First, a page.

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Posted at 3:00 PM ET, 01/ 7/2011

Czar legislation

By Jennifer Rubin

The plethora of Obama-appointed czars, who are not subject to Senate confirmation, has rankled conservatives and others wary of an overreaching executive branch. Rep. Steve Scalise (R-La.) and 28 other House Republicans, in response to that concern, have introduced a bill to try to eliminate the czars. The Hill reports:

The legislation, which was introduced in the last Congress but was not allowed to advance under Democratic control, would do away with the 39 czars Obama has employed during his administration.

The bill defines a czar as "a head of any task force, council, policy office within the Executive Office of the President, or similar office established by or at the direction of the President" who is appointed to a position that would otherwise require Senate confirmation.

But, wait. As troubling as the czars are, does Congress have the power to tell the president whom he can hire?

I talked to some smart conservative constitutional gurus. Although there are few definitive answers in this area, it is important to keep some parameters in mind. In the most general terms, the Constitution requires Senate confirmation of non-inferior "Officers." If a czar is an "Officer" rather than mere adviser, the czar-elimination bill should pass constitutional muster. The problem with the bill then is one of clarity -- which of the czars would "otherwise require Senate confirmation" -- that is, be considered an "Officer"?

Todd Gaziano, director of the Center for Legal and Judicial Studies at the Heritage Foundation, e-mails this cautionary warning: "There are some steps Congress can take to limit the number of high-level Czars, including limiting the number of highly-paid staffers in the Executive Office of the President, but there are also some constitutional limits that Congress must be careful to avoid, such as intruding upon the advice the President receives from his subordinates or micro-managing his decision making process."

Congress, for example, can't prohibit the president from using staff members, whatever their job title, to communicate his wishes on many issues. Congress can't tell the president how to review regulations. In other words, the president is entitled to use his staff to communicate and impose his will on those who are subject to Senate confirmation. The process of ferreting out exactly what the czars do and how they do it would, I suspect, itself runs into all sorts of executive privilege concerns. (It is ironic that these general concepts on which the Obama team would rely are part and parcel of the dreaded "unitary executive" theory that riles up, so long as there is a Republican president, those on the left.)

So is there anything to be done? The power of the purse -- cutting salaries or cutting the agencies for which czars have been appointed to oversee -- is the primary tool at Congress's disposal. In the back-and-forth budget fights and in the confirmation of new cabinet members the legislative branch can try to work its will. The final check on an imperious president, however, is the electorate. Voters will ultimately decide in 2012 if Obama has overreached both in his policy decisions and his deployment of unaccountable czars.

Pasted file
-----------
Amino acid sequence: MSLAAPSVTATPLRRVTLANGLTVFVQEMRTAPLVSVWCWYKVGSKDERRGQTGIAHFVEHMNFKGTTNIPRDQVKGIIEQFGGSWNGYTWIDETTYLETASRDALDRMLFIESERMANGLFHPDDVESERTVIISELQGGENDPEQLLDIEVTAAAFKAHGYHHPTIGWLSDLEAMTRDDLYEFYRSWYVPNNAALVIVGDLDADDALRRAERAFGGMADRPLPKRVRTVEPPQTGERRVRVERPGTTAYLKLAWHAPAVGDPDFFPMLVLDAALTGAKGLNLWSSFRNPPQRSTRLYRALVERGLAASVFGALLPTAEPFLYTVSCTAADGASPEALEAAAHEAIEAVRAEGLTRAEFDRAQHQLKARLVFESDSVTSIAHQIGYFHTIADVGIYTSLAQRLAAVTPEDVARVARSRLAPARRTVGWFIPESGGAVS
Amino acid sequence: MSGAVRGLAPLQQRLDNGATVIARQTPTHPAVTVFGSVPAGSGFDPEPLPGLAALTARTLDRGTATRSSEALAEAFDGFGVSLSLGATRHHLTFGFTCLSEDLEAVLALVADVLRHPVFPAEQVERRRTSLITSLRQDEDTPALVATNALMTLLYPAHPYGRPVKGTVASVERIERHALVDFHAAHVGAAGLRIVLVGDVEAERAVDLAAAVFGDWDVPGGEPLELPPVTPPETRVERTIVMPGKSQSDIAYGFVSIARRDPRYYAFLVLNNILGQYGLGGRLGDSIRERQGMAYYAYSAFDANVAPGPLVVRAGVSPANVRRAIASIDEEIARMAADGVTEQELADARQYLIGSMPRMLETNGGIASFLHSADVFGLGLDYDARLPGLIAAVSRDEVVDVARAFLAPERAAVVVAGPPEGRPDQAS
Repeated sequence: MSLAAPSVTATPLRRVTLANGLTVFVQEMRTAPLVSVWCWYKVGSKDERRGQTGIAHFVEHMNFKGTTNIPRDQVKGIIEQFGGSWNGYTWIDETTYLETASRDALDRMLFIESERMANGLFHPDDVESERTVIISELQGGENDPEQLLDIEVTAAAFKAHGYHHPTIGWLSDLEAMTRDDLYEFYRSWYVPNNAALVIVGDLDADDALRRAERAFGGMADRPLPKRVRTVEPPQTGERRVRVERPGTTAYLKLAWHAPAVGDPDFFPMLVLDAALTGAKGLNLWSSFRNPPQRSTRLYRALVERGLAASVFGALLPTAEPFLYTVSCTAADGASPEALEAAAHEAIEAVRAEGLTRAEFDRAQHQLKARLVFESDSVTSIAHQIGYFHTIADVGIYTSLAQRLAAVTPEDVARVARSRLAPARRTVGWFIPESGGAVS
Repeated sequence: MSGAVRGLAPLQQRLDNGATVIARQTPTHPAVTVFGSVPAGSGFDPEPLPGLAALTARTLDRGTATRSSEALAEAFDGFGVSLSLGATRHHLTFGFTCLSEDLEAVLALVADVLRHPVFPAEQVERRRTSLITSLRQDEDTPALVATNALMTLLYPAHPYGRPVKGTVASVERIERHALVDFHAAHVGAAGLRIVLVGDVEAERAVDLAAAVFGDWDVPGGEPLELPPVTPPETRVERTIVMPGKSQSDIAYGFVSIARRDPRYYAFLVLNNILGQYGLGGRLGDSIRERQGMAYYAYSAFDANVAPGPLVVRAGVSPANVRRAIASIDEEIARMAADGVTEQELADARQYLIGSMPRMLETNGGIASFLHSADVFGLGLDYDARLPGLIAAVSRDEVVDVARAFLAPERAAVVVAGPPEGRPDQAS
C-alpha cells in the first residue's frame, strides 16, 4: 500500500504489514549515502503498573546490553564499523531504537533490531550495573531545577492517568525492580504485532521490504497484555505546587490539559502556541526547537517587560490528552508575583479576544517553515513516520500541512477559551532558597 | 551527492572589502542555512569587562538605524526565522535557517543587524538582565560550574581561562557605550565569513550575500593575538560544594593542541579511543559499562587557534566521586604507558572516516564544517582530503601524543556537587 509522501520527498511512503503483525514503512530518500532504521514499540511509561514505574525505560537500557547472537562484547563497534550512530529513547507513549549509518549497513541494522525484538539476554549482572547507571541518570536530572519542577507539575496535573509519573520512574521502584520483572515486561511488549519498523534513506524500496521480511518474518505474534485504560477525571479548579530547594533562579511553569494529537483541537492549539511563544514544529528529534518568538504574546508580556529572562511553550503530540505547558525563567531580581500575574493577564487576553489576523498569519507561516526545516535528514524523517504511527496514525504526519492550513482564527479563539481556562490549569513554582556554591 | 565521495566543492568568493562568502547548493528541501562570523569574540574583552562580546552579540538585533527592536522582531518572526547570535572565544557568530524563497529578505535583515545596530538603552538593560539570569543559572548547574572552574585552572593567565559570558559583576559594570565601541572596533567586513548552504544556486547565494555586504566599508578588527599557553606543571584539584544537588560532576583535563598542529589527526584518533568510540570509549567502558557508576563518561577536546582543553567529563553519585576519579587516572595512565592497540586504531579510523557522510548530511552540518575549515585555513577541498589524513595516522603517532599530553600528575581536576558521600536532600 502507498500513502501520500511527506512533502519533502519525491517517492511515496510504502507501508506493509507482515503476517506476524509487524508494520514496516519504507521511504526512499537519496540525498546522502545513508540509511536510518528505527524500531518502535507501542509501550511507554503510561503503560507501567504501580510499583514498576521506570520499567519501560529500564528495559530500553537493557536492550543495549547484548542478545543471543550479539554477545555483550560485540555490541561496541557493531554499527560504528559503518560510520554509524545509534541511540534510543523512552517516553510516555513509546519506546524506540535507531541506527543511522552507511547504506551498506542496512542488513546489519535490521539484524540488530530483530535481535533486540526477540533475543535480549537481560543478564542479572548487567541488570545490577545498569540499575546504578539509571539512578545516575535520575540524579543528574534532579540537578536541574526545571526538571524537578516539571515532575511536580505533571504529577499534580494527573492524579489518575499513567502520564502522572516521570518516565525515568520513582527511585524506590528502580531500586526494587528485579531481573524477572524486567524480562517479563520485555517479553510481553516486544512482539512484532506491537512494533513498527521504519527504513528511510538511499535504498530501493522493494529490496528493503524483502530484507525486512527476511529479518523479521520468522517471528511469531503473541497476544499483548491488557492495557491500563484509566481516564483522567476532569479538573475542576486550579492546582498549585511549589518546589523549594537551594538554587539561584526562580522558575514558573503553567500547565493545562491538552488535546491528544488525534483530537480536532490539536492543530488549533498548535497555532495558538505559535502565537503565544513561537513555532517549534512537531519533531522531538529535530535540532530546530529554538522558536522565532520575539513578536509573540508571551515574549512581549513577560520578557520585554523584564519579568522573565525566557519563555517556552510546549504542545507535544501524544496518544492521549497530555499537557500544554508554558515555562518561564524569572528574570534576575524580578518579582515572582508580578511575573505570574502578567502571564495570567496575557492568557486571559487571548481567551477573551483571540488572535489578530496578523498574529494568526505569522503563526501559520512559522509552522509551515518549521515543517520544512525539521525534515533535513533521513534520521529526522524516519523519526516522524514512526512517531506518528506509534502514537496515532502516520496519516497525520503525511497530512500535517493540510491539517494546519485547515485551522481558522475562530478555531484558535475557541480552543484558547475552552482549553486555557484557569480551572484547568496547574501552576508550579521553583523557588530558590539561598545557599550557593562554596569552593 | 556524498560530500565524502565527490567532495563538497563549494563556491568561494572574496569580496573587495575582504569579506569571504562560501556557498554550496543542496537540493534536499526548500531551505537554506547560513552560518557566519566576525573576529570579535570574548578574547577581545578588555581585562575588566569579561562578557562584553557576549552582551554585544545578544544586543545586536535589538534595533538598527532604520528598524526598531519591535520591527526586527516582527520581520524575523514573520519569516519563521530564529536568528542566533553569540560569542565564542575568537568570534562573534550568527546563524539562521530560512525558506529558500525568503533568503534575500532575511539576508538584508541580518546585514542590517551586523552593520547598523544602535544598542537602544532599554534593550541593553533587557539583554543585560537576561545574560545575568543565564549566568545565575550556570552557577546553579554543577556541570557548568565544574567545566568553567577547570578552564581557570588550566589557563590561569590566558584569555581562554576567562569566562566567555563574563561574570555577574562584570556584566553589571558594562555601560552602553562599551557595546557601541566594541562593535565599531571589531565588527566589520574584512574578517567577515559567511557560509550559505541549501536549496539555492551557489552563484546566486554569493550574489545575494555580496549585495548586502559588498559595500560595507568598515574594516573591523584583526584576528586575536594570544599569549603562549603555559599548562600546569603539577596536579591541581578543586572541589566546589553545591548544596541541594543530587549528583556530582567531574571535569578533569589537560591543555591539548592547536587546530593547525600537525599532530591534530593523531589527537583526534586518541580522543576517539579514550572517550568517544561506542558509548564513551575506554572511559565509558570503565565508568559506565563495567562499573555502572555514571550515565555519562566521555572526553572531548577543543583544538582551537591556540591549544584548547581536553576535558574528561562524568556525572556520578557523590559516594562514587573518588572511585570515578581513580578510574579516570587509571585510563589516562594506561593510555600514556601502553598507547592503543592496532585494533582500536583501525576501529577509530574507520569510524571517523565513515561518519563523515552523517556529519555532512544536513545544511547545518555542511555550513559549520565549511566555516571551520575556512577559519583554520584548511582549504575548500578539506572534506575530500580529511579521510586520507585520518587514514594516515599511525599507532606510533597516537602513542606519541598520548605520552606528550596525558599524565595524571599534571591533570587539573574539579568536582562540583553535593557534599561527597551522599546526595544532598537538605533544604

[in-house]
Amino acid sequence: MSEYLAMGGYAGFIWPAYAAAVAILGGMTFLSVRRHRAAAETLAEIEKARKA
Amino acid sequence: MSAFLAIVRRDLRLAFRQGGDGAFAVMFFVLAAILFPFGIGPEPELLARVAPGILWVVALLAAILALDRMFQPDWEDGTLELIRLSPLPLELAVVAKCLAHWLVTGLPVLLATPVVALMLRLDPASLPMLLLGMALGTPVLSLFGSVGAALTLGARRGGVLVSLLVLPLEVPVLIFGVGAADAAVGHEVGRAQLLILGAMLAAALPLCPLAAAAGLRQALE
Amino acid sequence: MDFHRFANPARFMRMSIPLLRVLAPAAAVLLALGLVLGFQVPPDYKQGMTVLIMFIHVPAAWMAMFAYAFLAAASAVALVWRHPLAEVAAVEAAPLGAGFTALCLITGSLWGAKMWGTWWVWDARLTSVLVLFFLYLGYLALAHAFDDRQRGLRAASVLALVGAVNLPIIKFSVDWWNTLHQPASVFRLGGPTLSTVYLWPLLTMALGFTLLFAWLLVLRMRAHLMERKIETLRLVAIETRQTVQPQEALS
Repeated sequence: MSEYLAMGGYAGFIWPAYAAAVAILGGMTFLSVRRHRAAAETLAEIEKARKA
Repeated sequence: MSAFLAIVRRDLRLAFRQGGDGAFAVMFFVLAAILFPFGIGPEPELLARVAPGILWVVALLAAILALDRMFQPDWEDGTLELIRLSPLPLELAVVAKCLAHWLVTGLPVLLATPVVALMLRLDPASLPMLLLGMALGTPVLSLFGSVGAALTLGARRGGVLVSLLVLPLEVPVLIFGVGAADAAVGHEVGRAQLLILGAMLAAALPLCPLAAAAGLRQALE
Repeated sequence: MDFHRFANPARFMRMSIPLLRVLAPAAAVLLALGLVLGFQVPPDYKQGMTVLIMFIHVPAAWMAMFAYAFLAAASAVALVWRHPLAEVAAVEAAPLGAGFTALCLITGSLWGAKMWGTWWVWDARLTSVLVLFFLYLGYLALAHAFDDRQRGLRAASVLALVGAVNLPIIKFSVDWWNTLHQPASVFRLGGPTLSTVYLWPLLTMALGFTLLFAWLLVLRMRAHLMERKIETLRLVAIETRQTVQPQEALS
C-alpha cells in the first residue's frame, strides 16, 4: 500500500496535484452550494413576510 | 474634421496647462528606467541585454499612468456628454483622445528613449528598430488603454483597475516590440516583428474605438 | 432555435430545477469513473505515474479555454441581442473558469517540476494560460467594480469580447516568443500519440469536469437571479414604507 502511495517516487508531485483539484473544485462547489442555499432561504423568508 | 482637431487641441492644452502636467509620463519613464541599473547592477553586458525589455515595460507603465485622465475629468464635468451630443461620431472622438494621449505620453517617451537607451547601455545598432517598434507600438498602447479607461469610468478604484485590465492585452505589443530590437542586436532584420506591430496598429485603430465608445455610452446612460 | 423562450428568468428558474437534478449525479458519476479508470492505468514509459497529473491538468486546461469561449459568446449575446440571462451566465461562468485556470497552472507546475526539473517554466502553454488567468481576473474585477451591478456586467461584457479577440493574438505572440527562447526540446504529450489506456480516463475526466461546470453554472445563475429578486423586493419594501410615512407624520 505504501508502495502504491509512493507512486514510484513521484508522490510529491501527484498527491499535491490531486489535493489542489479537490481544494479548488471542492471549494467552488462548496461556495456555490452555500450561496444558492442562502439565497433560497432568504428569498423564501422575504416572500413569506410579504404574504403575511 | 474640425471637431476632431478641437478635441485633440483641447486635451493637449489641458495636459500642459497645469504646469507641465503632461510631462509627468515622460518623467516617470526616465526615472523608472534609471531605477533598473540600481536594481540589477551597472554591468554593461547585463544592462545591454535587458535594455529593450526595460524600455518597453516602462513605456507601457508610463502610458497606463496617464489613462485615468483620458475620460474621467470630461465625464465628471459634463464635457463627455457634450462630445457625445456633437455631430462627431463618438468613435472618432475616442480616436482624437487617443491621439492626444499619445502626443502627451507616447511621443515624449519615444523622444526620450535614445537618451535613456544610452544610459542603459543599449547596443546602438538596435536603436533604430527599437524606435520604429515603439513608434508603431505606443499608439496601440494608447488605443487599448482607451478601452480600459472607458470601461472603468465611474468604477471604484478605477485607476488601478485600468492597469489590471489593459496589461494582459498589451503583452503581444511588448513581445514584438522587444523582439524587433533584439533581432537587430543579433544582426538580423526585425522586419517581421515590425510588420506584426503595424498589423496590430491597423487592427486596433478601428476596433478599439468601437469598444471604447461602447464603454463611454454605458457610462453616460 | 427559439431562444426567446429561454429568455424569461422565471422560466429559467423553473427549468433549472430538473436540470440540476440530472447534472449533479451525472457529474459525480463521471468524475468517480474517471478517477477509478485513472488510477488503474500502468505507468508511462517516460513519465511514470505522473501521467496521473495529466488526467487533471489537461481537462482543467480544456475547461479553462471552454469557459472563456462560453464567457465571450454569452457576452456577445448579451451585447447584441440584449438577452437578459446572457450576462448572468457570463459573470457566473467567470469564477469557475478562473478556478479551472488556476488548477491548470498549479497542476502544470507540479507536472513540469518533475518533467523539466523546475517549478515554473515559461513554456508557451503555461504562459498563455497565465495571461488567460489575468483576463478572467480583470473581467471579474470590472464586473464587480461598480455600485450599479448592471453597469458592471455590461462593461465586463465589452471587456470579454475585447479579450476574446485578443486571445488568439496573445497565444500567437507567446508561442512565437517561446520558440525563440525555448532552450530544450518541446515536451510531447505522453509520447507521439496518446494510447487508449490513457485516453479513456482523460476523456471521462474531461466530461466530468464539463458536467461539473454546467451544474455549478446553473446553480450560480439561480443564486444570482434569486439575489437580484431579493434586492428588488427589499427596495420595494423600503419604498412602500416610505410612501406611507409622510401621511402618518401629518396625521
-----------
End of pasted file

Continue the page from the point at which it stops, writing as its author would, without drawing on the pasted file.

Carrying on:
By Jennifer Rubin  | January 7, 2011; 3:00 PM ET
Categories:  Obama White House  
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Americans should welcome a struggle between the executive, legislative and judiciary. that dynamic tension is exactly what the founders had in mind.

This should make for some really interesting stories in 2011. I think that views on this will vary widely depending on the political position of viewer.

If we look at the reaction to the reading of the constitution we can already see the layout. The liberals hated the idea and have not stopped saying so. The Conservatives loved it and are ready to move on to the hard work ahead.

the differences between the sides is stark. Let the games begin.

Posted by: skipsailing28 | January 7, 2011 4:02 PM | Report abuse

I'm willing to wait & see how the effort to oversee the czars falls out.

Posted by: RoscoeMB | January 7, 2011 6:23 PM | Report abuse

I would think someone whose role is merely advising is an advisor; however, someone who is making policy decisions and/or authorizing spending allocations is a “czar” subject to Congressional approval.

As I recall Van Camp, the ill-fated "Green Jobs Czar", was responsible for the allocation of 80 Billion. That nonsense must stop whether or not the Obama Administration wishes to continue to posture about being accountable. Also a large number of Obama’s “Czars “ are ludicrously ill-credentialed for the responsibilities that they hold, and are clearly in the White House because they are ideological soul brothers and sisters of Obama-Jarrett & Co.

Posted by: nvjma | January 7, 2011 8:00 PM | Report abuse

If senators, both Democrats and Republicans, would stop indefinitely holding up appointments to Executive Department positions for purely political reasons and personal snits, appointing czars would not be necessary.

Posted by: Lazarus40 | January 7, 2011 10:36 PM | Report abuse

I think any such legislation should also cover the women who are appointed to such positions, and not just men, which is what a "czar" is, by definition. Women are "czarinas."

Posted by: Martha10 | January 9, 2011 10:23 AM | Report abuse

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